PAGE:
How Prototype Can Break Your Site

Ryan Sonnek bio photo By Ryan Sonnek

I have really grown to like prototype and all of the extensions it brings to Javascript. The more I use it, the harder it is for me to use standard Javascript for certain operations (ajax, looping, etc).

Unfortunately, my day job project does not use prototype, and there’s been quite a bit of resistance to adopting it. The main argument against using prototype in our application is that it will break a small number of legacy Javascript.

What? Prototype can break existing scripts? That’s right, and although it’s only one use case in a small number of scripts, now everyone has become gun shy around adopting prototype. I’ll try to describe the problem. First, here is a simple example that will demonstrate the issue.

var a = new Array();
a[0] = 1;
a[1] = 2;
for (var i in a) {
  print(i + " = "+ a[i]);

Now, before prototype is added to the page, this Javascript will have the following output:

0 = 1
1 = 2

After prototype is added to the page, the for loop acts differently and also iterates over the methods that Prototype has added to the Array object. Now, the output looks like this:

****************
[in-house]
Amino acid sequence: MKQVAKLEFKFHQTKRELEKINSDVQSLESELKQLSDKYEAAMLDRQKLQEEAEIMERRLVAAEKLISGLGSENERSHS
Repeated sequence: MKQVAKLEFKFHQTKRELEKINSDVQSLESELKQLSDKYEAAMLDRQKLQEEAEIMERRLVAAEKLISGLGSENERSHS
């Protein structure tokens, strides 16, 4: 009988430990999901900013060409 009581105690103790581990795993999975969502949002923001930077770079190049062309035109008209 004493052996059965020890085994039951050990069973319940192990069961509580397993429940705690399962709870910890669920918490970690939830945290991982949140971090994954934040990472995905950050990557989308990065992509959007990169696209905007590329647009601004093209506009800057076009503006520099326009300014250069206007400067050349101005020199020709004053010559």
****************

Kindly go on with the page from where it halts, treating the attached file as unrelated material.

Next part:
0 = 1
1 = 2
each = function() { }
iterate = function() { }

There are two sides of the camp when it comes to this problem, and both sides are very passionate that they are right and the other is wrong. One side blames prototype for modifying core Javascript objects. I have a feeling that this group would not appreciate Ruby’s ability to dynamically add methods to any object. The other side blames Javascript developers for using a dangerous version of the for loop. From what I’ve read, using this style of for loop for iterating over associative arrays works, but it’s not correct.

//this style of for loop is really intended for iterating over a hash
//or for working with an object as a hash of properties
for (var property in object) {
  print(property + " = "+ object[property]);

//this is the correct way to iterate over an array.
for (var x = 0; i  print(x + " = " + array[x]);

So, there are definitely options for getting around these issues. One is to update existing Javascript to use correct array iteration. Heck, since you’re integrating prototype, might as use their kick ass object iteration syntax! If updating your current scripts isn’t an option, there are wrapper scripts that will allow developers to control which Javascript functions get the special prototype syntax. This would allow you to add prototype without breaking existing scripts.

Realistically, this is only an issue if you’re trying to bring prototype into a legacy project. If you’re starting a new project, do not hesitate to use prototype. It’s simply a no brainer.